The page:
9 See Pelliot, Notes on Marco Polo, II (Paris, 1963), p.657. In Iran the name and title of the qa’an ruling in China disappears from coinage after Qubilai’s death and the conversion of the Il-Khans to Islam (1295); and in the Persian tributary documents of the early Ming even the Chinese emperor is addressed as xān. See B. Spuler in The Encyclopaedia of Islam, New Ed., III (Leiden–London, 1971), p.1121b; Schurmann, op. cit., p.315, n.11.

10 The date for the beginning of this practice is uncertain, but it must be placed between 1260 and 1271, as the title qā’ān is not used for Činggis by J̌uvainī, but it occurs already in Grigor of Akner’s History of the Nations of the Archers. See F.W. Cleaves in HJAS 12 (1949), pp.418–19. Thereafter, the title appears in Sino-Mongolian inscriptions in Uighur-Mongol script, in the ’Phags-pa inscriptions — albeit irregularly (see below) — in the SH (see also below), and in the later Mongol sources, such as the seventeenth century chronicles and inscriptions. Rašid al-Din, like J̌uvainī, uses xān throughout for Činggis, but both xān and qā’ān for his ancestors. A comparison of all the MSS of his work is, however, necessary to throw light on the peculiarity of his usage of qā’ān. See, provisionally, Doerfer, op. cit., pp.150–53. Since posthumous titles were conferred on Činggis’ father Yisügei (or Yesügei) in 1266, it is possible that the extension of the title qa’an to Čingis originated about that time. See Pelliot et Hambis, op. cit., p.2.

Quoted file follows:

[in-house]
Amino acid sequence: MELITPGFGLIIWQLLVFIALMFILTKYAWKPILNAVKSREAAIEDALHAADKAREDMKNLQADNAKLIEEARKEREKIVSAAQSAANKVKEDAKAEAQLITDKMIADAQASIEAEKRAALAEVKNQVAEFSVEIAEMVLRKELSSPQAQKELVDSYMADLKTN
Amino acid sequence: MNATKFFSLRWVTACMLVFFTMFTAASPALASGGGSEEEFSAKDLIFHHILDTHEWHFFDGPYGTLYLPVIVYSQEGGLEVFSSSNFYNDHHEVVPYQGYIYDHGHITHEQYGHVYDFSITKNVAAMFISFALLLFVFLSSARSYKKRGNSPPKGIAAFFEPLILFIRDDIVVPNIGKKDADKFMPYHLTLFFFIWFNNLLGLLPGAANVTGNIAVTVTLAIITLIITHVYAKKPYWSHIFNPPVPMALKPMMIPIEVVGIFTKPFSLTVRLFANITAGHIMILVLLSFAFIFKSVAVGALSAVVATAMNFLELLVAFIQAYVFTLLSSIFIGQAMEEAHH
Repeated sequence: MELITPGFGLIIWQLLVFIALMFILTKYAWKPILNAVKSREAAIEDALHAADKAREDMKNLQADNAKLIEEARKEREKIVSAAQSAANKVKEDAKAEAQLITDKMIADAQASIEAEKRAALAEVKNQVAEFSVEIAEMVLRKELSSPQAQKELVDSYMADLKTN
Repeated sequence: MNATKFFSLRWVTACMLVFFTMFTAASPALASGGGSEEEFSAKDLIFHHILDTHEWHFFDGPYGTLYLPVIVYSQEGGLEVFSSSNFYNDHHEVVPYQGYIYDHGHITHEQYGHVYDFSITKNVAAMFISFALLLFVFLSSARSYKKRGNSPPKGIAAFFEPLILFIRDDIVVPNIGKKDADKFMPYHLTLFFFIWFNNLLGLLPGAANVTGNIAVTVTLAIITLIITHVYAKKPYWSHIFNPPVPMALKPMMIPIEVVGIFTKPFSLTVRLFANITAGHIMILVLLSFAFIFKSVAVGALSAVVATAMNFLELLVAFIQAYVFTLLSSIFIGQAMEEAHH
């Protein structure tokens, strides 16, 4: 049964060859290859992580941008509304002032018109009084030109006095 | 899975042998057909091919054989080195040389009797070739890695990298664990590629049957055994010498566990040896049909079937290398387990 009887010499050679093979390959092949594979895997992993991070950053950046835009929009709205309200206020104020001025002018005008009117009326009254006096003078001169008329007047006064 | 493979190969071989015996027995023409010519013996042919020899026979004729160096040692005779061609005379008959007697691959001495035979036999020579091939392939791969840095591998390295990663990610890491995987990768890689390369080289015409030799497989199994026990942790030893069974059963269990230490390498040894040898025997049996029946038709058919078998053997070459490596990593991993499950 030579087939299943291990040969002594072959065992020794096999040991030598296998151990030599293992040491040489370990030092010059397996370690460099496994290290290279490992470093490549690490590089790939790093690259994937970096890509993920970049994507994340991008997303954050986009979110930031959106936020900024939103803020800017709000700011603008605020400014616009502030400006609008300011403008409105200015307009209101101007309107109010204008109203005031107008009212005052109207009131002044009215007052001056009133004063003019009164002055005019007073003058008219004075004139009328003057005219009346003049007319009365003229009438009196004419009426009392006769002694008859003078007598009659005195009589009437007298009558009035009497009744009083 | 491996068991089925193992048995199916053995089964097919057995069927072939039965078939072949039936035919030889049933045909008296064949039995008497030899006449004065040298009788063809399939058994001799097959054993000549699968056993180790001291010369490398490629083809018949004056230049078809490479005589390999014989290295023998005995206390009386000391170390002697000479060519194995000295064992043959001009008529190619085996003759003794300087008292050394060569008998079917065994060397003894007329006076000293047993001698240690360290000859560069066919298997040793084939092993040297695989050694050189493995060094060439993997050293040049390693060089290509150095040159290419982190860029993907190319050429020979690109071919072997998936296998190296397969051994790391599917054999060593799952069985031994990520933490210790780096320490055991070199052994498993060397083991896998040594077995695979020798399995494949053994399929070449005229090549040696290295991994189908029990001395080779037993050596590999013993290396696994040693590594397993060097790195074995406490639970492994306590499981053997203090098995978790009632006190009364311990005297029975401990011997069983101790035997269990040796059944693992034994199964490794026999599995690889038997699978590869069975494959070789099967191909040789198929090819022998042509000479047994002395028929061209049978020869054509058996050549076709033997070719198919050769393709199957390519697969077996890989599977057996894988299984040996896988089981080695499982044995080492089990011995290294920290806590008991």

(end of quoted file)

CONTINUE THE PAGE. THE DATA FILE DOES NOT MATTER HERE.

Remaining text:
11 See F.W. Cleaves in HJAS 17 (1954), pp.43 [4–166a7], 85.

12 See, for example, the references in N. Poppe, The Mongolian Monuments in ḥP‘ags-pa Script, 2nd ed., trans. and ed. by J.R. Kreuger (Wiesbaden, 1957), p.128b.

13 See Pelliot, Notes on Marco Polo, I, pp.89, 336; idem, Notes sur l’historie de la Horde d’Or, pp.19, 160; B. Spuler, Die Mongolen in Iran, 2nd ed. (Berlin, 1995), pp.265–76; idem, Die Golden Horde. Die Mongolen in Russland 1223–1502 (Leipzig, 1943), pp.257–62; The Cambridge History of Iran, Vol.5: The Saljuq and Mongol Periods, ed. by J.A. Boyle (Cambridge, 1968), p.345, n.4; A. Mostaert et F.W. Cleaves in HJAS 15 (1952): 454. Cf A.G. Galstyan, Armyanskie istočniki o mongolakh (Moscow, 1962), p.26 et passim. See also above, n.5.

14 Schurmann, op. cit., p.316, n.11; Poppe, op. cit., p.129a.